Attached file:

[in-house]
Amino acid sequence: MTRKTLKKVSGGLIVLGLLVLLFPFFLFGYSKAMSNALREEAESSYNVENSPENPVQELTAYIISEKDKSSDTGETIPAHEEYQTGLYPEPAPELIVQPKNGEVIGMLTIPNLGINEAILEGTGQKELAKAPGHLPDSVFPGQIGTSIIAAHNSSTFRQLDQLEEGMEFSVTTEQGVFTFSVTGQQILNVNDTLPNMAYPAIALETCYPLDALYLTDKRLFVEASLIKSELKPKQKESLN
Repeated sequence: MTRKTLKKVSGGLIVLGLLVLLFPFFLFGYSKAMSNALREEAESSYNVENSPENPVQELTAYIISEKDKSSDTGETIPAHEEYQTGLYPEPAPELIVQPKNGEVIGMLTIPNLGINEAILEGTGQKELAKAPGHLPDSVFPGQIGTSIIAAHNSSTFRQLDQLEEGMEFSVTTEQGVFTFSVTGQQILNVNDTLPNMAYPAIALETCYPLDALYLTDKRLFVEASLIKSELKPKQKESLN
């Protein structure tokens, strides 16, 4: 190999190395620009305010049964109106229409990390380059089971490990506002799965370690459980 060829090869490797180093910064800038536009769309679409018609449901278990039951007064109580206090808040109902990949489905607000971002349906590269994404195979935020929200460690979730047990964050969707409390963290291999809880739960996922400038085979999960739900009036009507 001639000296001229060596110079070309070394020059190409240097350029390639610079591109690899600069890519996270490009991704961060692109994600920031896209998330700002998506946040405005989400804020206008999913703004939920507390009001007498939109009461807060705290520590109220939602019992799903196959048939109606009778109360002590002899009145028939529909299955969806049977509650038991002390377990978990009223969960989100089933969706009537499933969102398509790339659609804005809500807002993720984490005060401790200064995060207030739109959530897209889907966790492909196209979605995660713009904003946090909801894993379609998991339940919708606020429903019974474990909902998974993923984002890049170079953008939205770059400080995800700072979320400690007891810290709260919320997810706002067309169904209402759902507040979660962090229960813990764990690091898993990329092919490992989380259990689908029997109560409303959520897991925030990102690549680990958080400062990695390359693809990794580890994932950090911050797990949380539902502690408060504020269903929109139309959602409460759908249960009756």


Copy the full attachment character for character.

[in-house]
Amino acid sequence: MTRKTLKKVSGGLIVLGLLVLLFPFFLFGYSKAMSNALREEAESSYNVENSPENPVQELTAYIISEKDKSSDTGETIPAHEEYQTGLYPEPAPELIVQPKNGEVIGMLTIPNLGINEAILEGTGQKELAKAPGHLPDSVFPGQIGTSIIAAHNSSTFRQLDQLEEGMEFSVTTEQGVFTFSVTGQQILNVNDTLPNMAYPAIALETCYPLDALYLTDKRLFVEASLIKSELKPKQKESLN
Repeated sequence: MTRKTLKKVSGGLIVLGLLVLLFPFFLFGYSKAMSNALREEAESSYNVENSPENPVQELTAYIISEKDKSSDTGETIPAHEEYQTGLYPEPAPELIVQPKNGEVIGMLTIPNLGINEAILEGTGQKELAKAPGHLPDSVFPGQIGTSIIAAHNSSTFRQLDQLEEGMEFSVTTEQGVFTFSVTGQQILNVNDTLPNMAYPAIALETCYPLDALYLTDKRLFVEASLIKSELKPKQKESLN
């Protein structure tokens, strides 16, 4: 190999190395620009305010049964109106229409990390380059089971490990506002799965370690459980 060829090869490797180093910064800038536009769309679409018609449901278990039951007064109580206090808040109902990949489905607000971002349906590269994404195979935020929200460690979730047990964050969707409390963290291999809880739960996922400038085979999960739900009036009507 001639000296001229060596110079070309070394020059190409240097350029390639610079591109690899600069890519996270490009991704961060692109994600920031896209998330700002998506946040405005989400804020206008999913703004939920507390009001007498939109009461807060705290520590109220939602019992799903196959048939109606009778109360002590002899009145028939529909299955969806049977509650038991002390377990978990009223969960989100089933969706009537499933969102398509790339659609804005809500807002993720984490005060401790200064995060207030739109959530897209889907966790492909196209979605995660713009904003946090909801894993379609998991339940919708606020429903019974474990909902998974993923984002890049170079953008939205770059400080995800700072979320400690007891810290709260919320997810706002067309169904209402759902507040979660962090229960813990764990690091898993990329092919490992989380259990689908029997109560409303959520897991925030990102690549680990958080400062990695390359693809990794580890994932950090911050797990949380539902502690408060504020269903929109139309959602409460759908249960009756």